Post WWII fiction

  • Novel
  • Short story

Contemporary fiction


I have gone back and reread “classics” from the 1800s in my attempt to educate myself. I have been surprised repeatedly by how much styles have changed from then until now. Many of those books contain techniques which we are now encouraged to avoid: omniscient POV, head-hopping, author intrusion, slow pace and entry into the story, lengthy description, tell don’t show, etc.

There were many cultural, societal, and economic reasons why those styles worked then, but wouldn’t work now. What can we learn from them?

Before we move from past to present, here is a link to John Gilstrap’s post from three days ago. John’s post It is a fantastic history of the publishing industry over the past quarter century.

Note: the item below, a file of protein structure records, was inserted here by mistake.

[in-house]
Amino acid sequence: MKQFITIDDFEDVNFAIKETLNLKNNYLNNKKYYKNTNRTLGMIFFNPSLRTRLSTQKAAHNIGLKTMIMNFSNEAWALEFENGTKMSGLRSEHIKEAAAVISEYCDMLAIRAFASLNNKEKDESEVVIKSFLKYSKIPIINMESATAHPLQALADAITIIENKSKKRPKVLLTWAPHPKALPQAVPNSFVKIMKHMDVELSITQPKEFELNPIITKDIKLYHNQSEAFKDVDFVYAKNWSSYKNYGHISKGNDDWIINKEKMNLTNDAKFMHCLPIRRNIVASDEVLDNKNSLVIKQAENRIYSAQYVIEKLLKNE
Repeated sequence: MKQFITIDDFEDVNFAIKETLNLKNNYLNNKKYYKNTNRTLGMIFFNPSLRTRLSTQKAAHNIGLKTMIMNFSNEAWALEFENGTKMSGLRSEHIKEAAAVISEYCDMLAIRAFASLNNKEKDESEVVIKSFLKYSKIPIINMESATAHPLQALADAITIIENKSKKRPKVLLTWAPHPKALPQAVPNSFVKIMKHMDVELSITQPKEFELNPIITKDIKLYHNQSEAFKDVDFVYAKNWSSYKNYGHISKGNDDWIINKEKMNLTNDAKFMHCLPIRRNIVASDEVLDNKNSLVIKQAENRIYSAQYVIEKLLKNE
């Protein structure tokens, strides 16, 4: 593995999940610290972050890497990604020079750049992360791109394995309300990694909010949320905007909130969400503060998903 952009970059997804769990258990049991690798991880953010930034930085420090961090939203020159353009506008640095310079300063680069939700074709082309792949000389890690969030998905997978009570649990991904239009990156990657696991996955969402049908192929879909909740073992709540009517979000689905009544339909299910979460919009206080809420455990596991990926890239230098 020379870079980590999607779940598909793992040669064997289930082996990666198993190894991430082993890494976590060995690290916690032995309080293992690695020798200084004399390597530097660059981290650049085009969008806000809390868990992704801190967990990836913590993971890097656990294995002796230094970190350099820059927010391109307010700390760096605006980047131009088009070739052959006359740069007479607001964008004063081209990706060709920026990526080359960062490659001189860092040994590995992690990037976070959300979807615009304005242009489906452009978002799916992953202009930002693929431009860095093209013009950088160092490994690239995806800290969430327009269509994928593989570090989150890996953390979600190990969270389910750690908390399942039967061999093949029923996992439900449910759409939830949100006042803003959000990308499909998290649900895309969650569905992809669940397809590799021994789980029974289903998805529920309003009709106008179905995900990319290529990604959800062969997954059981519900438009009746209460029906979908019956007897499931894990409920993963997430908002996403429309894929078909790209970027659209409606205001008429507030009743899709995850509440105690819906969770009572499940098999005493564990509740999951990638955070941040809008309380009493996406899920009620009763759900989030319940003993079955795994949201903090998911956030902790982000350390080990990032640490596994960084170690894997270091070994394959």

The Present – Giving

We give gifts in the present. Do you consider your books and stories a gift to the future? If a gift is handed down to descendants and it is considered to be of value, it is a “legacy.” Are your books a legacy? Do you want them to be a legacy?

On a side note, but still about giving, today is “Goose Day.” If you investigate the secular tradition of “The Twelve Days of Christmas” and gift giving, you discover that we start with the 12th gift on December 13th and work our way down to the 1st gift on December 24th. This is December 19th, so if you are looking for a gift for your “true love,” it’s six geese a layin’ today. And hopefully, some of those geese will be layin’ gold eggs. Now, that’s a legacy.


The Future – Planning